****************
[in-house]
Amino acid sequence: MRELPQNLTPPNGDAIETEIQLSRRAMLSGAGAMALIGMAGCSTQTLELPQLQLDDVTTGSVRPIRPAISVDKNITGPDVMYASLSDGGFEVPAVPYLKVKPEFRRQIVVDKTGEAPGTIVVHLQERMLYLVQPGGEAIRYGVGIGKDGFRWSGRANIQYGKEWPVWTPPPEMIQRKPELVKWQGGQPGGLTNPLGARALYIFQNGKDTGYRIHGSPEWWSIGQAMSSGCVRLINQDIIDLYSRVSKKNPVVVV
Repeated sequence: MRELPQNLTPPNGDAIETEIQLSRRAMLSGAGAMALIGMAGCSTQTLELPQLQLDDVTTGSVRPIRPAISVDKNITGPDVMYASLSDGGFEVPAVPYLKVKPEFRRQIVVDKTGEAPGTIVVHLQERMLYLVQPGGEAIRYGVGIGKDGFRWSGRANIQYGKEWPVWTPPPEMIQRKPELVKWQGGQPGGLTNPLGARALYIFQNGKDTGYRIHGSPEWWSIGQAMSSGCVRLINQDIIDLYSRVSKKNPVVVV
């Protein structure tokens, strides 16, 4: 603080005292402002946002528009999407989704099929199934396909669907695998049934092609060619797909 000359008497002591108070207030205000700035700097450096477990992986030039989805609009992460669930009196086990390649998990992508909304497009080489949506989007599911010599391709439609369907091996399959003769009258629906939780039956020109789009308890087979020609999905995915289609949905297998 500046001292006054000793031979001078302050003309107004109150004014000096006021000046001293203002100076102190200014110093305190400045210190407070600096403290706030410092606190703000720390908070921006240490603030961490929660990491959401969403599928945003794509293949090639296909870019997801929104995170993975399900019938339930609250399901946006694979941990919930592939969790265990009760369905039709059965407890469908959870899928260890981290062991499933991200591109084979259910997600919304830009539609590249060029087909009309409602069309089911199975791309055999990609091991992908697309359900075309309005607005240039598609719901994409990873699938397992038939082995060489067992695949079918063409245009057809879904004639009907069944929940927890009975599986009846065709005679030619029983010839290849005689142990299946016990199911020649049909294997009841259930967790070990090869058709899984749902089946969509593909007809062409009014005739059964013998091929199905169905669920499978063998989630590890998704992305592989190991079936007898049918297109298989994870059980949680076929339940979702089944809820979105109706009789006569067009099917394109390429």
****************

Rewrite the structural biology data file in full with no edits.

[in-house]
Amino acid sequence: MRELPQNLTPPNGDAIETEIQLSRRAMLSGAGAMALIGMAGCSTQTLELPQLQLDDVTTGSVRPIRPAISVDKNITGPDVMYASLSDGGFEVPAVPYLKVKPEFRRQIVVDKTGEAPGTIVVHLQERMLYLVQPGGEAIRYGVGIGKDGFRWSGRANIQYGKEWPVWTPPPEMIQRKPELVKWQGGQPGGLTNPLGARALYIFQNGKDTGYRIHGSPEWWSIGQAMSSGCVRLINQDIIDLYSRVSKKNPVVVV
Repeated sequence: MRELPQNLTPPNGDAIETEIQLSRRAMLSGAGAMALIGMAGCSTQTLELPQLQLDDVTTGSVRPIRPAISVDKNITGPDVMYASLSDGGFEVPAVPYLKVKPEFRRQIVVDKTGEAPGTIVVHLQERMLYLVQPGGEAIRYGVGIGKDGFRWSGRANIQYGKEWPVWTPPPEMIQRKPELVKWQGGQPGGLTNPLGARALYIFQNGKDTGYRIHGSPEWWSIGQAMSSGCVRLINQDIIDLYSRVSKKNPVVVV
């Protein structure tokens, strides 16, 4: 603080005292402002946002528009999407989704099929199934396909669907695998049934092609060619797909 000359008497002591108070207030205000700035700097450096477990992986030039989805609009992460669930009196086990390649998990992508909304497009080489949506989007599911010599391709439609369907091996399959003769009258629906939780039956020109789009308890087979020609999905995915289609949905297998 500046001292006054000793031979001078302050003309107004109150004014000096006021000046001293203002100076102190200014110093305190400045210190407070600096403290706030410092606190703000720390908070921006240490603030961490929660990491959401969403599928945003794509293949090639296909870019997801929104995170993975399900019938339930609250399901946006694979941990919930592939969790265990009760369905039709059965407890469908959870899928260890981290062991499933991200591109084979259910997600919304830009539609590249060029087909009309409602069309089911199975791309055999990609091991992908697309359900075309309005607005240039598609719901994409990873699938397992038939082995060489067992695949079918063409245009057809879904004639009907069944929940927890009975599986009846065709005679030619029983010839290849005689142990299946016990199911020649049909294997009841259930967790070990090869058709899984749902089946969509593909007809062409009014005739059964013998091929199905169905669920499978063998989630590890998704992305592989190991079936007898049918297109298989994870059980949680076929339940979702089944809820979105109706009789006569067009099917394109390429």